But in good conditions, Striding Edge is a gentle giant if, like any mountain, you treat it with respect and take your time. The scrambling isn’t difficult for the most part. There’s just one awkward climb down a rocky chimney towards the end of the ridge which requires a little thought. There’s always the option to take a number of ‘chicken routes’ if you don’t fancy wandering on top of the ridge. But do be mindful these paths have created ugly scars on the mountain.
After negotiating the first rock pillar, I enjoyed the ride more and more as I hopped, skipped, jumped and shuffled along the apex. Stopping frequently to enjoy the views, I felt like a tightrope walker high up in the sky.
And before I knew it, I’d arrived at the awkward bit. The crowds queuing to tackle it often betray its location but I didn’t have to wait my turn today. In a series of moves akin to lowering yourself down from a wall, taking your time and concentrating on each move distracts you from the plummeting drops below.
The final climb to the summit plateau is arguably the best part of the ridge. There are plenty of routes up the crag but stick to the spine and you’ll soon reach a loose path leading to a large memorial, telling the infamous story of Mr Gough who came to grief on the slopes, only to be found three months later with his faithful pooch perched beside him.
Taking my breath away
It’s just a short stroll now to the summit and being back on solid ground gave me chance to have a good look around. What I saw took my breath away. I’d been so focused on the scrambling that I’d not noticed the barrel of cloud creeping in around me. But not in the usual sinister way that clag so often engulfs you on a mountain. The cloud was like a soft blanket tucking the mountains in and sealing me, the sunshine and blue skies off from the valleys below.
As I neared the summit shelter, I noticed an added bonus of having the place to myself. One of the busiest summits in England and it was deserted. Could it be that I was the only one witnessing this spectacle?
There was no wind and I could hear the distant hum of a quad bike and whistle of a sheep farmer rounding up his flock beneath the thick blanket of cloud. The high western fells peaked above the clouds. Skiddaw and Blencathra were visible to the north. Catstycam enveloped in a fluffy candyfloss. It was one of the most beautiful scenes I’ve ever witnessed on a mountain. I felt giddy and a little emotional.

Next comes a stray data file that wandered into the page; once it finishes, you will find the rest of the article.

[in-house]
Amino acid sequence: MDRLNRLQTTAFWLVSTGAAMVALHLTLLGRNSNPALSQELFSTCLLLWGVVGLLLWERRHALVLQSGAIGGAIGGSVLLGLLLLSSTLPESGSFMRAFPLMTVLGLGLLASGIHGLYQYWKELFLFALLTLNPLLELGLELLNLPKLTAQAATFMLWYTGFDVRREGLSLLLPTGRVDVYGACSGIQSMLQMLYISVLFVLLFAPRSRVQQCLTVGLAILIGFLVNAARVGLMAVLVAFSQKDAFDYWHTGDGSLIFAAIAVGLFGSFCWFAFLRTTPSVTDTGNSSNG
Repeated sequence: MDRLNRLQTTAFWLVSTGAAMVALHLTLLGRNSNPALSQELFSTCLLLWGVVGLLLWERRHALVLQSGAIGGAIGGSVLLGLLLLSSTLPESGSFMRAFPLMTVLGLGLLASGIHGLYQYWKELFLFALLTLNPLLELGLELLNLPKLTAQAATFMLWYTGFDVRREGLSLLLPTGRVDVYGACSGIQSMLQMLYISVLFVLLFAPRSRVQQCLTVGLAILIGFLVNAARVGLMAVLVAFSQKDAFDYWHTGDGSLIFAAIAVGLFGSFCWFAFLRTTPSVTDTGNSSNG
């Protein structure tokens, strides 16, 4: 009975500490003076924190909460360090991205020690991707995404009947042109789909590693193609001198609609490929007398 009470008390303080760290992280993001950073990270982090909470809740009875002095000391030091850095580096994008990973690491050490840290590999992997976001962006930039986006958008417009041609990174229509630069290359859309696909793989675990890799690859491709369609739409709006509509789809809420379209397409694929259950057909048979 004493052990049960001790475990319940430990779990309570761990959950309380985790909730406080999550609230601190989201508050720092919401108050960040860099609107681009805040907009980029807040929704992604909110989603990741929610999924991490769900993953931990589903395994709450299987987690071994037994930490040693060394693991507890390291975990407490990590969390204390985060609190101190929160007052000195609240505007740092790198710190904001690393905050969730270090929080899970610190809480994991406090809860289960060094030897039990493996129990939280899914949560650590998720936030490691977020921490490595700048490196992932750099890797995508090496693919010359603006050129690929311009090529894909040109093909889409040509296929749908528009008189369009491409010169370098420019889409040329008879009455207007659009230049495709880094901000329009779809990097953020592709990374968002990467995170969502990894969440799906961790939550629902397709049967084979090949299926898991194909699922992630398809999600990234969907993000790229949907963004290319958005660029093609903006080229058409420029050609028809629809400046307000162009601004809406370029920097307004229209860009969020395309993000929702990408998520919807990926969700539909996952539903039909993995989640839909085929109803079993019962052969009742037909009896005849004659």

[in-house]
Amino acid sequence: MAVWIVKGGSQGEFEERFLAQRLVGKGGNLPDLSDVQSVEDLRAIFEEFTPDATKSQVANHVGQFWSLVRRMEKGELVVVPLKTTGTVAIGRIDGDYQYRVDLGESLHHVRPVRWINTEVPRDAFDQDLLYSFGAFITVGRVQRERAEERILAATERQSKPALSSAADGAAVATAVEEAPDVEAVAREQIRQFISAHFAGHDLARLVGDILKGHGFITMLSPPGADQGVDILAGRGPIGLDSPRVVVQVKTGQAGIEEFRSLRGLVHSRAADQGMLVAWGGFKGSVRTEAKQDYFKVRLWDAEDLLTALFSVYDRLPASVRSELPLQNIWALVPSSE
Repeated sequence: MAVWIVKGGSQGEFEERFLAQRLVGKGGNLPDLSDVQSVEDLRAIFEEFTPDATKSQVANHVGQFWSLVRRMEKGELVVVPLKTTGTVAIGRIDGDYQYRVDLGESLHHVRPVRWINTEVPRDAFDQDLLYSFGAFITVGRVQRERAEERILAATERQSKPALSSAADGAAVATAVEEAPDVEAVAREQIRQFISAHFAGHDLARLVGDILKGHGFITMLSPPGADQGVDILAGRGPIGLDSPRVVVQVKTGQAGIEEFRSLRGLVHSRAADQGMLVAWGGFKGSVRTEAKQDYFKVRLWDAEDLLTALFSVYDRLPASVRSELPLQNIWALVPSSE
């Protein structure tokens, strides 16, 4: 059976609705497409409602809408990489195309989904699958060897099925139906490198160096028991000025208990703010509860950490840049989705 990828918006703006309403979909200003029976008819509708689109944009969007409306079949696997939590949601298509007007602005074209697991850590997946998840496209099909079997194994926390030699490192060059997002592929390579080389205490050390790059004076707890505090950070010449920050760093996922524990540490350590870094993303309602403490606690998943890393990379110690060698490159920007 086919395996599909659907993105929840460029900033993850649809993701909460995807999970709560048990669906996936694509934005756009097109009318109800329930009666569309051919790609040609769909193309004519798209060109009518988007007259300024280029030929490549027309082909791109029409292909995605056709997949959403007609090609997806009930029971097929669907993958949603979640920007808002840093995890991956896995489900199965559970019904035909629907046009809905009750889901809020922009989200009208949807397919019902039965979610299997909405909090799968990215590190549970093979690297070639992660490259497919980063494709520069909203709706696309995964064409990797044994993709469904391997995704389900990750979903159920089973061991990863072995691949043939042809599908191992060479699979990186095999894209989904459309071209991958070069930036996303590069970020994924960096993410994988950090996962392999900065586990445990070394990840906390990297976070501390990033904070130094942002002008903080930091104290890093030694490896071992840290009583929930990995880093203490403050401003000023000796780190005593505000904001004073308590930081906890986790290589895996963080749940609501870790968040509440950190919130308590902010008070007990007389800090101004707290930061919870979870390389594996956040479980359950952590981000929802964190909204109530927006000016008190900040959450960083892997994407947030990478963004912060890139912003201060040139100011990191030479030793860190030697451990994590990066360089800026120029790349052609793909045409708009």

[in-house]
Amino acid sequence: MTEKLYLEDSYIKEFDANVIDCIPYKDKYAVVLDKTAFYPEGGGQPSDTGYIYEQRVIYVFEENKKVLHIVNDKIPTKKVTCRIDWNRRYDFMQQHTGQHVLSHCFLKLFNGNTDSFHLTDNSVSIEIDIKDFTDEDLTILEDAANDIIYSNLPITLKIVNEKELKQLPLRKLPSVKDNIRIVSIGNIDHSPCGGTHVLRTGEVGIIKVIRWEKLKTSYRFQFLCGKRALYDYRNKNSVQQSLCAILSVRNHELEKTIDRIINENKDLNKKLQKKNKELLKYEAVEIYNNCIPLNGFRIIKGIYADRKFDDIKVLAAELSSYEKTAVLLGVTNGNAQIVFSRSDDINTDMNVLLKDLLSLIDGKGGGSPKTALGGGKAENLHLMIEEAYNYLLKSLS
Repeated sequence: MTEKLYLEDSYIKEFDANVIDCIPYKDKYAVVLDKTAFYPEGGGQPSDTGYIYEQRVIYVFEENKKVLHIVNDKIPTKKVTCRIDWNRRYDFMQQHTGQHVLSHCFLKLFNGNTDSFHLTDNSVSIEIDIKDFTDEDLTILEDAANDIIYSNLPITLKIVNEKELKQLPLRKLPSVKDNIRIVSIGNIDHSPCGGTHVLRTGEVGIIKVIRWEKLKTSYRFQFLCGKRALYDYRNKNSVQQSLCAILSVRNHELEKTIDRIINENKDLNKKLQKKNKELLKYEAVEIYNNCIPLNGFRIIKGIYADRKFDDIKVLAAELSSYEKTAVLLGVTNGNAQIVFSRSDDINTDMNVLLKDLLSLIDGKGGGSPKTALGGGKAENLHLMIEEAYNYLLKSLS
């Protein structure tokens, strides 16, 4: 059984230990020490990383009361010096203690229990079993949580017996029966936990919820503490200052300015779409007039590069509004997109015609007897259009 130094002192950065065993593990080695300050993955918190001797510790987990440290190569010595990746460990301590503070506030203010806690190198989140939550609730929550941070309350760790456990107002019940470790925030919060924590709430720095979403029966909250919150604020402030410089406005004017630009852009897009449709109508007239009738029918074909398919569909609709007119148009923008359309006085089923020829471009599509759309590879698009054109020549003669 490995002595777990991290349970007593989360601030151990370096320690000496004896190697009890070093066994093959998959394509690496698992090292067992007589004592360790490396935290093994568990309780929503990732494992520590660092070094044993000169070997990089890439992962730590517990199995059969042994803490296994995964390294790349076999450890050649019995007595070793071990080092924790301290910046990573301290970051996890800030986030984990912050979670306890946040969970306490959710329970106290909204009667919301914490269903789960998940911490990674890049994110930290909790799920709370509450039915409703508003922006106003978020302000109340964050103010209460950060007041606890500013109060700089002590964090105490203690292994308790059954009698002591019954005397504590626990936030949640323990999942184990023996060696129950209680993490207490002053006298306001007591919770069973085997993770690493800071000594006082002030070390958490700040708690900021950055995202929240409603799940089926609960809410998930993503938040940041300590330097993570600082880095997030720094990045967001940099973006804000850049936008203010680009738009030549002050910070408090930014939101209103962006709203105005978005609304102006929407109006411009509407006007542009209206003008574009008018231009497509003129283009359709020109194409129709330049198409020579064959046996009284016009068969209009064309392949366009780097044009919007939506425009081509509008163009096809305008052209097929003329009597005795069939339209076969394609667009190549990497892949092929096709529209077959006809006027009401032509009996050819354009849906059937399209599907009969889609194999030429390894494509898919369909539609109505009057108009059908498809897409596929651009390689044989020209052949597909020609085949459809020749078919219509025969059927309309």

And the best bit – I still wasn’t done. People talk about Striding Edge but they invariably include a descent via Swirral Edge as part of the description. Swirral Edge is shorter and less technical but the initial steep descent high above the deep basin housing Red Tarn makes it an exciting scramble in its own right.
The ridge soon levels out and many walkers with two fine ridges under their belts will naturally veer off towards Red Tarn. But they are missing a trick. Although Wainwright lends considerably fewer pages of his Pictorial Guides to Catstycam, describing it as ‘the abrupt terminus of a short spur’ of Helvellyn, he goes on to say that if the mountain stood alone then it would be one of the finest peaks in Lakeland.
It’s only a short out-and-back to the summit and it’s a fine spot from which to survey the morning’s adventure. I sat for a while watching the ants marching along the silhouetted profile of Striding Edge, oblivious to the outstanding meteorological scenes I’d had to myself earlier on.
After the thrill of scrambling all morning, the more pedestrian descent to Glenridding over Birkhouse Moor gave me chance to come back down to earth. The throng of pilgrims panting up the slopes alongside Mires Beck to worship at the alter of Helvellyn prepared me for the crowds in Glenridding below. As I perched on the lip of the boot of my car changing my boots, no fewer than three drivers of cars circling like vultures nervously asked if they could have my space. A busy starting point is the price you pay for taking on such a popular route.
But what a route! It’s hard to disagree with Wainwright – a traverse of Striding Edge is indeed an exhilarating adventure. If you are hillwalker with a head for heights and scrambling in your bones, then Helvellyn by the Edges should undoubtedly be at the top of your to-do list.
Highs and Lowdown
Start / Finish: Glenridding
Distance: 8 miles (12.8 km)
Wainwright count: 3
Navigation: As with any mountain walk, strong map and compass skills are necessary. Good route-finding across rocky ground required on the ridges. Take care in locating the start of Swirral Edge in mist.
Terrain: Rocky ridge scrambling with exposure. Head for heights necessary. Otherwise, good paths on a well-trodden route.
Facilities: Lots of options in Glenridding and nearby Patterdale.
*These routes and descriptions are only ever intended to be a personal record of my adventures, which may inspire your own. Hillwalking involves a degree of risk, so please make sure you are properly equipped and prepared if you choose to follow them.